Joe Williams............................................ Leeds............................................................... 84 Robert Cox.............................................. Stevenage........................................................ 85 Tamsin Cook........................................... Liverpool.......................................................... 86 Mandy Davis............................................ Stevenage........................................................ 88 Cheryl Leaning........................................ Winterton......................................................... 89 Caroline Burton....................................... Grimsby........................................................... 90 Abigail Stretton-Moore............................ Penistone......................................................... 91 Zena Edwards......................................... London............................................................ 92 Derek Liddell........................................... Barnsley........................................................... 93 Jean Sheridan......................................... Helmsley.......................................................... 94 Richard J. N. Copeland........................... Stevenage........................................................ 95 William Thirsk-Gaskill.............................. Wakefield......................................................... 96 Molly Naylor............................................. Norwich........................................................... 97

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PILLION I cling to his back as he takes me into cold waters. Then he’s swimming the others back to shore and I am alone on the island with the waves over my toes. I wish he could carry all of us, like when he lifts us onto his Yamaha – 1, 2, 3 zoom around the car park – and I thumb the Queen’s head in my pocket, press my cheek into his corduroy coat. I think of whisky on the rocks and the tide coming in, letters home from those places where the tanks are silent and bombs whisper threats they’ll never fulfil over crackling lines. I think of him swallowed up by that place where only men are – the smoky room of lifted fists, loud voices and more TVs than I’ve ever seen (if only through a chink in the door). And I wish...But no, he swims into the distance and my island shrinks. And when he finally comes for me, I am standing, knee deep in the ocean, staring out to the orison of a lighthouse beam.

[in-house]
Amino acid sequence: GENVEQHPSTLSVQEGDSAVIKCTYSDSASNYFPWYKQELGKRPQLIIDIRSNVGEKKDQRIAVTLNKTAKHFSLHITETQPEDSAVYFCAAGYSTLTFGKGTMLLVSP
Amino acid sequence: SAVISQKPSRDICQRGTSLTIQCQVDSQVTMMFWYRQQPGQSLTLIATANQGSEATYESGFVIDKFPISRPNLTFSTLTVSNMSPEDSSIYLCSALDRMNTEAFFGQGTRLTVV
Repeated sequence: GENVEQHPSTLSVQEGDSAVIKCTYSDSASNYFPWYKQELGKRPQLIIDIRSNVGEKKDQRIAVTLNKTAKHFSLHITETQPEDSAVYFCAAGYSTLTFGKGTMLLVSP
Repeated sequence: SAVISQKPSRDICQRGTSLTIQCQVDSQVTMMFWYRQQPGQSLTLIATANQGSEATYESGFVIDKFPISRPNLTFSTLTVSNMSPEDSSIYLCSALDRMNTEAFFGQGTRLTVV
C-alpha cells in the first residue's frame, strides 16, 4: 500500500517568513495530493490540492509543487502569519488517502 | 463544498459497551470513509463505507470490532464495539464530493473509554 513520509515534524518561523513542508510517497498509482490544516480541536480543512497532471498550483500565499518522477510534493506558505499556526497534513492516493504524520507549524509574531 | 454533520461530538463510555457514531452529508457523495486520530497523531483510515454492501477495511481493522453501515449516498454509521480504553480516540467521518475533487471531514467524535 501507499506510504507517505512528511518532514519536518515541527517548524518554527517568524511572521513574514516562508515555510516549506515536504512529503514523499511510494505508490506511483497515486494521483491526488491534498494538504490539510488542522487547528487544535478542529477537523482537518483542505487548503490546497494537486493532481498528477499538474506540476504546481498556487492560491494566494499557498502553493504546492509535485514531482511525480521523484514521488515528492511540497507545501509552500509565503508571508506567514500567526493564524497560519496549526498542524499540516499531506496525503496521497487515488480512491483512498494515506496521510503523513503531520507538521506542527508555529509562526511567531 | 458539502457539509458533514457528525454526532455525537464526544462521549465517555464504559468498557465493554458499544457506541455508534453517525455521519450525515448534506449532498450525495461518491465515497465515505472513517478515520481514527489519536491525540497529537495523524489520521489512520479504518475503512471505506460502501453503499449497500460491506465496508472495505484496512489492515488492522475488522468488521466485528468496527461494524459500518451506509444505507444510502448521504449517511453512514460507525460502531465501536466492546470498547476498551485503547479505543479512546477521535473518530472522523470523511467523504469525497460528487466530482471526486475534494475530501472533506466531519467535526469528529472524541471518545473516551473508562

Becky Cherriman Leeds

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VOTE! Perhaps you think they’re all the same? That they’ll screw us over and always blame the last lot for the shitty state we’re in? Perhaps you’ve read each party flyer and despaired — they’re all such terrible liars who’ll say anything to win! Whichever side succeeds, they’ll fail at some point, do something off-the-scale stupid or unfair. Why bother to vote when there’s no disparity? When it’s all the same whatever polarity’s  picked? Why should you care? My answer’s this: intention’s all. Yes, they’ll fuck up at some point, appal you, make you fear the worst. But when they drive into that wall, which way were they steering? And, in all the mayhem, notice who they rescue first.

Greg White Meanwood

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DELICATE HANDS Delicate Hands It is clear that when you carry me You do so gently I would spill far more easily if these hands that hold me were not yours For I am fluid, in need of gathering, Quickly lost, and you know this. You bring me together with care It takes delicate hands to carry soaked up water And you have such delicate hands.

Gav Roberts Rotherham

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BROKEN GLOWSTICK BOY Broken Glowstick Boy was yanked from his wrapper in a cloud of laughter. ‘Remember these old things?’ ‘Oh, man, that takes me back’. But their sense of nostalgia fades when the customary crack reveals a nauseating colour, a sort of o-negative brown, the kind of colour that even Elton John would turn down. See, Broken Glowstick Boy’s been shrink-wrapped in purgatory, just waiting for that all-encompassing ‘choon’ so he can orbit the room. They haven’t the heart to tell him, but the club’s a supermarket now. He looks around their placid settings, at their picture frames, their cups of tea. His eyes well up at their domestic reality, ‘Swing me, it’s what I was made for! Swing me, for old time’s sake!’ ‘Oh, Broken Glowstick Boy, if I so much as give you a shake your shoddy plastic skin will rupture. You’re just not something we can keep.’ When Broken Glowstick Boy gets to landfill, he’ll be the shiniest thing on his own particular heap. And I think that’ll make him happy. He’ll have some cool stories for the seagulls. He’ll charm the arses off those headless GI Joes, in a club that’ll never bar him, never shun him, never short-change him and never, ever close.